Writing About Law

Law shapes politics, economics and history in many ways and serves as a mediator of relations between people. It embodies moral values and social norms, sets standards of behavior, protects individual rights, provides a sense of security and fairness, promotes innovation and creativity, and serves as a source of inspiration and academic inquiry for legal historians, philosophers, economists, sociologists and lawyers.

There are two general types of law: the law of nations (international law), which applies to all states, and the law of the land, which is specific to each state or territory. International law includes such issues as human rights, trade, crime and justice, while domestic law deals with issues such as property, contracts and criminal justice. In addition, there are some areas of law that are both public and private. These include property, tort and contracts. The most important areas of law are the constitution, which defines the rights and duties of citizens; the executive branch, through decrees and regulations; and the judicial branch, through courts and precedent.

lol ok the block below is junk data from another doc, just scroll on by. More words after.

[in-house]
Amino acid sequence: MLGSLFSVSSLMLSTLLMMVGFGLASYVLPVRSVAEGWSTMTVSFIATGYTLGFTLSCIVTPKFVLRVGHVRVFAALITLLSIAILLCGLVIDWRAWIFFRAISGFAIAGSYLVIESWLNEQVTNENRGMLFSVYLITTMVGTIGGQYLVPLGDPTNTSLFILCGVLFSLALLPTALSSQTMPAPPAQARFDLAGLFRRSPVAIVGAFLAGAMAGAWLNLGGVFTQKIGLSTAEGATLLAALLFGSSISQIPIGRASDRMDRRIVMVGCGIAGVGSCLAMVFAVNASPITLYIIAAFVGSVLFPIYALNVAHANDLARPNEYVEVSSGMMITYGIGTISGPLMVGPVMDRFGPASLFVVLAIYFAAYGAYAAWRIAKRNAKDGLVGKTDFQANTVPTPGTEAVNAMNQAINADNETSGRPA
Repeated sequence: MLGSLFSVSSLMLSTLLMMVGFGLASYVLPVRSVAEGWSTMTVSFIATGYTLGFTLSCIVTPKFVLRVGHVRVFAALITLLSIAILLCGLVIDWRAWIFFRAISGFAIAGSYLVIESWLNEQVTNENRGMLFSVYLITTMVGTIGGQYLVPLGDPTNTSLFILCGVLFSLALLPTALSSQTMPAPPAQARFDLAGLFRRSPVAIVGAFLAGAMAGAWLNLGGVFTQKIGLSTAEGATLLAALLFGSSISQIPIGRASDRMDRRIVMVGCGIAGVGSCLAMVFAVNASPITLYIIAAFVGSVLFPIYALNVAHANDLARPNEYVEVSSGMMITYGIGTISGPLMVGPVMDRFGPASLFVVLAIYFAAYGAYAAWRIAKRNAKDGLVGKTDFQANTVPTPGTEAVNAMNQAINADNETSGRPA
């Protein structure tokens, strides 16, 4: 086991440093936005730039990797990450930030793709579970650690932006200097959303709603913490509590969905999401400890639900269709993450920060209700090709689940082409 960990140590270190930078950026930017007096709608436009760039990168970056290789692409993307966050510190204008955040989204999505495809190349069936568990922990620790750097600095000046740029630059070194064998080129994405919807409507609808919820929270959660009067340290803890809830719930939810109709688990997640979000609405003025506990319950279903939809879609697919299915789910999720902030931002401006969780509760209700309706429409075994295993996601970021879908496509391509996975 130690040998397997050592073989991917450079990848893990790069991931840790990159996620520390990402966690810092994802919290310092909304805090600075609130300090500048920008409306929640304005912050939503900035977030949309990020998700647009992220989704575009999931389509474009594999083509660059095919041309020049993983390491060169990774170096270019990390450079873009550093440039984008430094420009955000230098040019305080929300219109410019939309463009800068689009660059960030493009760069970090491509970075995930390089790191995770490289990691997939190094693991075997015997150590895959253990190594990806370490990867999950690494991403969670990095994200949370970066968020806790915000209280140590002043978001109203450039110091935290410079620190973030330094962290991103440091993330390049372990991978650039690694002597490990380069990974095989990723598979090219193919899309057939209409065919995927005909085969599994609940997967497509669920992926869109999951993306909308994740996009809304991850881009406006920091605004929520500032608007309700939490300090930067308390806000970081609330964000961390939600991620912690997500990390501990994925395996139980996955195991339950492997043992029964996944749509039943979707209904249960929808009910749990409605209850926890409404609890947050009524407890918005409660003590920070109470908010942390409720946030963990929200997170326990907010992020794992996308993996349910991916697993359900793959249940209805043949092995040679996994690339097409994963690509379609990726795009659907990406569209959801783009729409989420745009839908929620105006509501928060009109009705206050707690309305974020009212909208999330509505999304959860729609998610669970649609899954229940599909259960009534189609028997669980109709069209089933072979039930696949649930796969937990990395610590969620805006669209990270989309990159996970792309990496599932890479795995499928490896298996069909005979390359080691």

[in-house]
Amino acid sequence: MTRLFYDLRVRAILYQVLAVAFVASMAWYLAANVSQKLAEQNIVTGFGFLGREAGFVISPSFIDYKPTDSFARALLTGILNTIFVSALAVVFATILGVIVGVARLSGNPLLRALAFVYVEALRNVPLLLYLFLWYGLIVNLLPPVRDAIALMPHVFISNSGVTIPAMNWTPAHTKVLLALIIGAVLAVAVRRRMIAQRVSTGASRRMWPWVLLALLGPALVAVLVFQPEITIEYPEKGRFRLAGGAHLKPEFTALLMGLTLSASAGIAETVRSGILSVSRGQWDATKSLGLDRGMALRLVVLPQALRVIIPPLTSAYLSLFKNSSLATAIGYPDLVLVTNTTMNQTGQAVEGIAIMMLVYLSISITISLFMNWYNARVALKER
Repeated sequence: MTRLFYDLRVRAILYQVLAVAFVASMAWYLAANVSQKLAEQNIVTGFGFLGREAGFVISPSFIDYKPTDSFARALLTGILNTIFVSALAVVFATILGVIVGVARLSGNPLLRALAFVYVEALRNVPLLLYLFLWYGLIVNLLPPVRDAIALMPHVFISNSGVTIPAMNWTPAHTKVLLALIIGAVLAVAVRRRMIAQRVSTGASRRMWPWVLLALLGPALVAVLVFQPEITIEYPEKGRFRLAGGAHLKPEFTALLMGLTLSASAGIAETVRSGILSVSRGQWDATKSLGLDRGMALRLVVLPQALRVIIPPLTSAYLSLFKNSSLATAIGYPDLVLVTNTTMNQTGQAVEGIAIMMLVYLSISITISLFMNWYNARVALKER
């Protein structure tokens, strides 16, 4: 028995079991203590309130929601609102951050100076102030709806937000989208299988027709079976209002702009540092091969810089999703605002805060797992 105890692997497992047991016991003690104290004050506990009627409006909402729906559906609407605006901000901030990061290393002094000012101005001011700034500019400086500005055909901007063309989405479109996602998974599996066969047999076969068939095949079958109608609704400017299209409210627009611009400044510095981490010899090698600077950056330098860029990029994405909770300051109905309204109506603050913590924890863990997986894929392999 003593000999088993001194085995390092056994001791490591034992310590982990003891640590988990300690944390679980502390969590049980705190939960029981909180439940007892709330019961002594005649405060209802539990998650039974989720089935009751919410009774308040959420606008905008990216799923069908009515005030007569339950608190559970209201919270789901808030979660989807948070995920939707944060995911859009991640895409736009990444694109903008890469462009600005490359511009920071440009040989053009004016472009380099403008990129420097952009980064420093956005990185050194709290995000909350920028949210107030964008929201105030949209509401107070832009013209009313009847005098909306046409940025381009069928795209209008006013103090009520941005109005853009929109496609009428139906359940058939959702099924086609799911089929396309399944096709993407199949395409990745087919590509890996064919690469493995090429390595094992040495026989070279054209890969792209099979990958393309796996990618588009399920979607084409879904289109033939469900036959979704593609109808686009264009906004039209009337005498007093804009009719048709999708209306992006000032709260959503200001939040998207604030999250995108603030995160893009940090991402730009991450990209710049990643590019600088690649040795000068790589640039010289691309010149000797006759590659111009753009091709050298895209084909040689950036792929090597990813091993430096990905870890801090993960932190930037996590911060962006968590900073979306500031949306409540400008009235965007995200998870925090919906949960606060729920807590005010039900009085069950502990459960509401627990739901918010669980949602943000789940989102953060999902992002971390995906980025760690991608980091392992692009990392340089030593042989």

Most legal systems are based on the law of nations, but there is still considerable variation in the nature of laws and their application across jurisdictions. This is because law is both a product of culture and a vehicle for social change. The law may be created by a collective legislature, producing statutes; or it may be established by individual judges through their decisions and case law, as is the case in common law jurisdictions. Religious law, such as Sharia law in Islam, has also been influential in some societies.

The legal profession is diverse and consists of those who advise clients on legal matters, those who are involved in the adjudication of disputes, or those who write legal articles for publication. Legal education is intensive and often takes a long time to complete. Many lawyers are self-employed, although others work in corporations, the government, academia and other fields.

Writing an article in the field of law requires a thorough understanding of the subject matter, as well as a certain amount of research to ensure that all relevant facts are included and that the author’s own feelings are not reflected in the work. An excellent legal article will be clear, concise, and objective. It will also be free of bias. This is particularly important if it appears in a journal that is read by a broad range of people, including scholars and members of the judiciary. In addition to the general-interest law review, most schools have a specialty journal that publishes works on particular aspects of the law. These are available on a number of online databases, such as HeinOnline and LexisNexis. Some also have their own websites.